These are A Few of My Favorite Things, an on-going, once-a-month series that sheds some light on, well, my favorite items throughout my home. (To read through all posts in the series, click here.)
In this Books About Love Edition, I'll be looking at six of the books I've read, as both a single woman and as a wife, that have helped me understand what a healthy, biblical relationship looks like and what I can do to make that happen. As I wrap up the Secrets of a Newlywed series next week, I thought sharing these would be particularly fitting!
1. Love and Respect: If I had to recommend any one book to someone who's married, this is the book. I've read it twice now, and expect that I'll read it plenty more over the course of my marriage. It's Scripturally based on the underpinning from Ephesians that husbands are called to love their wives and women are called to respect their husbands. The book is divided into a section for husbands and a section for wives, and each one walks through why those two needs are so pivotal, how they can practically go about tending to those needs, and why those needs are so important for that gender. It was eye-opening for me to get a glimpse into how my husband's need for respect is so different from my own for love and what I can do to show my husband that he does truly have my respect. (Click here to read some of my notes from this book.)
2. The Divine Romance: I read this book when I was still single and thought it was a one-of-a-kind title, addressing women's tendency to romanticize romance and put it on a pedestal above the Divine Romance we are called to have with the Lord. It's convicting and eye-opening in a good way that will really help you weed out your heart's intentions.
3. Get Married: I've sang the praises of this book many times and for great reason: It encourages women to embrace their desire for a godly husband and to start praying boldly about it as well as live like you believe God is going to answer that prayer and start using your time during singlehood to cultivate the qualities (such as humility, gracious speech, conflict-management) and skills (like smart money management) that will only enrich your future marriage. (If you're interested, I started a Women Praying Boldly group based on this book that you can join.)
4. Kiss Me Like You Mean It: This book takes Song of Songs from the Bible and teaches couples how they can learn from this age-old book and use it to transform their relationship into one as madly in love as the one captured in the verses. By looking at this book of the Bible, the author points out the relationship wisdom that's hidden in there and how couples can apply those insights to their own marriage. I loved that it was truly rooted in the Bible, and consequently, it helped me learn as much about the Song as about my marriage!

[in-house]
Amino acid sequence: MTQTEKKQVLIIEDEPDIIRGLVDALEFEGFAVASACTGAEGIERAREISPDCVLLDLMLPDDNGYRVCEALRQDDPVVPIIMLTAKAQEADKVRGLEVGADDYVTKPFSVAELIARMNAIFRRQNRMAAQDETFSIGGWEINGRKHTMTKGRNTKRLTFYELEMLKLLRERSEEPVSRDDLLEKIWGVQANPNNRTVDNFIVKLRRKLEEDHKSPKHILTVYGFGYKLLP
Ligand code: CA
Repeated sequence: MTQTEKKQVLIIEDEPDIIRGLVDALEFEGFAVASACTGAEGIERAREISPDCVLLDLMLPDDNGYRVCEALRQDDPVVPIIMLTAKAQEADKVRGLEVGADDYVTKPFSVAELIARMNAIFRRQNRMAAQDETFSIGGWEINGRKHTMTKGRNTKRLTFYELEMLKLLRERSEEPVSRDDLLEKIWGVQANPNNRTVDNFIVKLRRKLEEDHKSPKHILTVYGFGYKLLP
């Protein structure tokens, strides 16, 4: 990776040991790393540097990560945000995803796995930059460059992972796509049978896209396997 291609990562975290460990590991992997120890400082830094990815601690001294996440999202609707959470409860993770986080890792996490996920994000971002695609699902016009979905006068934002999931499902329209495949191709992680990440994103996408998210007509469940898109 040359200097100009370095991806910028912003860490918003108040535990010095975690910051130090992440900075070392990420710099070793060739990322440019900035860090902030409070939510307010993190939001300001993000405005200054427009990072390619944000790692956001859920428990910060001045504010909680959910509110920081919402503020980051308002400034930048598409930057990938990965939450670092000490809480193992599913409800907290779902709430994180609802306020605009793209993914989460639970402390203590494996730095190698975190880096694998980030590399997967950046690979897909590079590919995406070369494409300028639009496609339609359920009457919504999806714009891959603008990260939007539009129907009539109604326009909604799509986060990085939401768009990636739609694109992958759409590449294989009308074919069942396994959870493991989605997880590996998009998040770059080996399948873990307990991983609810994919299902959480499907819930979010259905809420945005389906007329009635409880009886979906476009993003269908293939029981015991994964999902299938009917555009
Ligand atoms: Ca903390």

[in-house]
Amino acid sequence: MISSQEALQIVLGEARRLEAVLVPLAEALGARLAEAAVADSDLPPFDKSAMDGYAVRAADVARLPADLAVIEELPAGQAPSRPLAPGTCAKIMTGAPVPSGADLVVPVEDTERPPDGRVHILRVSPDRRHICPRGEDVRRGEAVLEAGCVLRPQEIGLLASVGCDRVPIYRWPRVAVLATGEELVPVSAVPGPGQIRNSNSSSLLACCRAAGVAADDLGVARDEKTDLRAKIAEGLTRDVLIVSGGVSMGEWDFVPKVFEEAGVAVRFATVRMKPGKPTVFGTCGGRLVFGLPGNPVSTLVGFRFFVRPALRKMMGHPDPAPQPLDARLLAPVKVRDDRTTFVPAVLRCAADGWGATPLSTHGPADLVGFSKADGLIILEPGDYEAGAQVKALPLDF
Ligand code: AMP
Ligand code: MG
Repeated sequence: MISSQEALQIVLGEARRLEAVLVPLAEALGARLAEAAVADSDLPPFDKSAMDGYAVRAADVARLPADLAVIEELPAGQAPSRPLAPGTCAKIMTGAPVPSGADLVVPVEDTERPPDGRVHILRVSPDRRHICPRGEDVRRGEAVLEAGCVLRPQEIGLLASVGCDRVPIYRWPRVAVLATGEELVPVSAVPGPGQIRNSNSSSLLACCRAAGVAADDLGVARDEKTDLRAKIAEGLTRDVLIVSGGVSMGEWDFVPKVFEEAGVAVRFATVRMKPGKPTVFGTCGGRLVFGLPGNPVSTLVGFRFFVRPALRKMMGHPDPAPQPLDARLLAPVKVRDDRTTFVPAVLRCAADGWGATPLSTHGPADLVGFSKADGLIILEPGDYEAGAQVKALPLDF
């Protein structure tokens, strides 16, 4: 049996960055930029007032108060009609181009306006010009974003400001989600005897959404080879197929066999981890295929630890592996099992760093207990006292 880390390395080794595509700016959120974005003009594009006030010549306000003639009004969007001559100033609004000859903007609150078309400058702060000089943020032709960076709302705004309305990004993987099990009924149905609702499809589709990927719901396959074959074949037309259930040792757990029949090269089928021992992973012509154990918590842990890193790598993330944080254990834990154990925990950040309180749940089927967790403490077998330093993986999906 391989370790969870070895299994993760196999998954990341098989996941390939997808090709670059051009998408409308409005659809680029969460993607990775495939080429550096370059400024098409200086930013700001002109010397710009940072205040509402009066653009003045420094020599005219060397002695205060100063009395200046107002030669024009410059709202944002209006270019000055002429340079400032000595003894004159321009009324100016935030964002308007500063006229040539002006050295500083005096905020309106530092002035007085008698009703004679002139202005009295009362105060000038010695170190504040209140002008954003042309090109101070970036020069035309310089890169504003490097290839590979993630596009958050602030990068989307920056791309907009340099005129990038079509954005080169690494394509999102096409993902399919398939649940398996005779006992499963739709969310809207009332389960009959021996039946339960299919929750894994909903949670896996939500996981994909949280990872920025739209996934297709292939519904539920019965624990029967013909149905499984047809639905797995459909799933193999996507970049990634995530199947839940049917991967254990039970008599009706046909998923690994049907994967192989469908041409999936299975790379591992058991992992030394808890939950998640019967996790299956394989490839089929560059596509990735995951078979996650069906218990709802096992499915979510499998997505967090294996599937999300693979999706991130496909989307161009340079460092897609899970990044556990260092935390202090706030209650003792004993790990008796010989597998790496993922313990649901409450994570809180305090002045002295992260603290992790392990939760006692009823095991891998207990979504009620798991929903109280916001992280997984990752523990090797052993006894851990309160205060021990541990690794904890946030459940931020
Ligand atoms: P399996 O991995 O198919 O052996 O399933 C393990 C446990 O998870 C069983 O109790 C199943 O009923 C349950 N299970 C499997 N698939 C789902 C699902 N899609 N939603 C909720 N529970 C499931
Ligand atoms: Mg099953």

5. Created to Be His Help Meet: This book is one I often recommend with a grain of salt. I think it's filled with some really great insights that will call you to be a more gracious, humble and helpful wife. But the author's tone at times can be a bit condescending and negative, something of a "tough love" approach I suppose. She calls women to rise above the pettiness and bitterness that can turn a marriage sour and to practice unconditional love, whether our husbands deserve it or not. Never an easy task, but she shares many testimonials of how this approach has transformed other women's lives. One of my favorite takeaways from the book was encouraging women to learn how to do stuff for themselves, such as simple household tasks and fixes. Because if we have a lengthy honey-do list and our husbands fail to tend to those tasks, they can prove fertile ground for sowing arguments and resentment. Avoid all that by trying to take care of things yourself, if possible. Plus, you'll likely feel much more efficient that way!
6. Mars & Venus On a Date: Something of a silly title, I read this right before my husband started dating. Great timing because it really gave some really interesting and helpful insights into how men and women treat and act in relationships differently. Although it's the only book of these that's not labeled as being from a Christian standpoint, it does uphold a lot of Biblical viewpoints on relationships, such as mens' desires to be leaders and what that means for women. One of my favorite insights from the book was how the author touched on how many women bemoan the fact that their boyfriends (or spouses, for that matter!) aren't as helpful as they were early in the relationship. The author said that many women interpret this as a sign that the man doesn't love them anymore, but really it's just that now that you're closer, he expects that if you want him to do something, you'll ask. He's happy to pitch in, but he just needs to know what you need. Sounds like giving him the script, huh?
Do you have any favorite relationship books that have profoundly impacted you? I'd love to hear any recommendations you have to suggest!
A Note of Caution Regarding Relationship How-to Books
How I Knew My Husband Was "The One"